4 March 2013

Deep Carbon

Less than 10% of the Earth's carbon is in its atmosphere, seawater and top crusts. The rest is locked away or in motion deep underground - a "hidden dimension of the planet as poorly understood as it is profoundly important to life on the surface."  

Carbon in Earth, a new publication by scientists collaborating on the Deep Carbon Observatory, notes that:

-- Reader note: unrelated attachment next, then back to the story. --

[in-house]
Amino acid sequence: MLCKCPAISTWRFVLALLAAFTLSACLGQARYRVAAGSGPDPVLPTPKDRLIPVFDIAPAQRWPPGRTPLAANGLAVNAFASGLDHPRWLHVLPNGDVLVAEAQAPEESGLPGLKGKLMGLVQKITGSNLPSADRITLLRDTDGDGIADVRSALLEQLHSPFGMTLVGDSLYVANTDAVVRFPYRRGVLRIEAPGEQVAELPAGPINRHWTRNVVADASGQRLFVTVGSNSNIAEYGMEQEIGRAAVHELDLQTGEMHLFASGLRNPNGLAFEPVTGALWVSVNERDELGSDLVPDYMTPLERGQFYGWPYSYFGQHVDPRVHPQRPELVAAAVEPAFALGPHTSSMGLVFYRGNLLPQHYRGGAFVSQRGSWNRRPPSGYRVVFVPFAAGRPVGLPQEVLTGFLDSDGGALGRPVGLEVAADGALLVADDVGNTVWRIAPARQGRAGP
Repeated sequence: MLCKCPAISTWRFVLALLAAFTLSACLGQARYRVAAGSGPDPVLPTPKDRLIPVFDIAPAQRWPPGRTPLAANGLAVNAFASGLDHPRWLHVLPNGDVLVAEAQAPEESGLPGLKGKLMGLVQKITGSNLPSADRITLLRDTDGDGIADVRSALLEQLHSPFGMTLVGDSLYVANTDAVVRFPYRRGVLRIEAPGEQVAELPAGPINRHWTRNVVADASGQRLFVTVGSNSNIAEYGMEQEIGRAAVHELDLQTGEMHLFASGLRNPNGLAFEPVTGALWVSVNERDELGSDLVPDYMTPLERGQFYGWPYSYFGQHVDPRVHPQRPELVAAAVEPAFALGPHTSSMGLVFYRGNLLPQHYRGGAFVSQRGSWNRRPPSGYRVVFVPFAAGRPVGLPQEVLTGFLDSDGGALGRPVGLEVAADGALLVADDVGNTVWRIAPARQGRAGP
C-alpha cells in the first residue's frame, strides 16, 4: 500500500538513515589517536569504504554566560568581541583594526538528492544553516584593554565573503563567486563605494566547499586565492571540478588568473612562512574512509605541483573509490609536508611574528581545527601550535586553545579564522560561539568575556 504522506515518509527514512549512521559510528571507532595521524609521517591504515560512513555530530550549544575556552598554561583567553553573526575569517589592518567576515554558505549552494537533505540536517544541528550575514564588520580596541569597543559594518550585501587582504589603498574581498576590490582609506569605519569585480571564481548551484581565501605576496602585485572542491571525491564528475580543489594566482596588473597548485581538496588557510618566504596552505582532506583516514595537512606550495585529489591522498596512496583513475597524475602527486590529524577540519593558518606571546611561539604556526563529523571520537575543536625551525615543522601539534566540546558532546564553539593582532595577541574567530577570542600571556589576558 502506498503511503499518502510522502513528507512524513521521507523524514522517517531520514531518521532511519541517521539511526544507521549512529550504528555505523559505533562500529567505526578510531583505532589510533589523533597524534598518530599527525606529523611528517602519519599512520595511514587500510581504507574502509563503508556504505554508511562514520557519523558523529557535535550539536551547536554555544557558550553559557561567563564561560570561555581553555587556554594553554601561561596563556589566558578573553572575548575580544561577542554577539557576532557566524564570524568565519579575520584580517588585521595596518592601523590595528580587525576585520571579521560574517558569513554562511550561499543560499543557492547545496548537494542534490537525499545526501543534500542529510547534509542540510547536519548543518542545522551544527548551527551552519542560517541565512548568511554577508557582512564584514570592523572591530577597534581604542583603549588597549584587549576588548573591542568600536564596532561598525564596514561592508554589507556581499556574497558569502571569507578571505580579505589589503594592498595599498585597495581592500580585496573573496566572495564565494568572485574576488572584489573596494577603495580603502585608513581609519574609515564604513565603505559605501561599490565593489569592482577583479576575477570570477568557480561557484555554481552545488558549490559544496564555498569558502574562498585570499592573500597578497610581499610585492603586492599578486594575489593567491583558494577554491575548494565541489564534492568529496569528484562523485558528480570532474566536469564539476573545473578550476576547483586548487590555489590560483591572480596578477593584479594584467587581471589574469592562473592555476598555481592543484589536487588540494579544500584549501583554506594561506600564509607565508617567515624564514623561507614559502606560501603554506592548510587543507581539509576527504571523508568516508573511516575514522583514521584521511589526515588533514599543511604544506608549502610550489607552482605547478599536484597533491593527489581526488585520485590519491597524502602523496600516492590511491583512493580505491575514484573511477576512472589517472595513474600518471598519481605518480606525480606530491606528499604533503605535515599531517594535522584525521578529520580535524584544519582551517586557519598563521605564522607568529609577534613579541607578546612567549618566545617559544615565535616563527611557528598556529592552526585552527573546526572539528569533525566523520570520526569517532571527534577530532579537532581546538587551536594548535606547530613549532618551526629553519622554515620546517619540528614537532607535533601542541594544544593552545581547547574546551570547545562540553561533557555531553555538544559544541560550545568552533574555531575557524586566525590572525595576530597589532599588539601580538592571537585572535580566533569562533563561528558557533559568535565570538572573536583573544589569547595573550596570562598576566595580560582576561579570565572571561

Among the gaps in our knowledge of deep carbon relate to the deep biosphere. Remarkable discoveries of subsurface microbial life and associated viruses hint at a surprising hidden diversity, primarily within the microbial domains of archaea and bacteria. [But] surprising discoveries of a rich subsurface community of eukayotes promises an even richer deep taxonomy. These findings, coupled with advances in single-cell genomics, predict a coming decade of extraordinary discovery.

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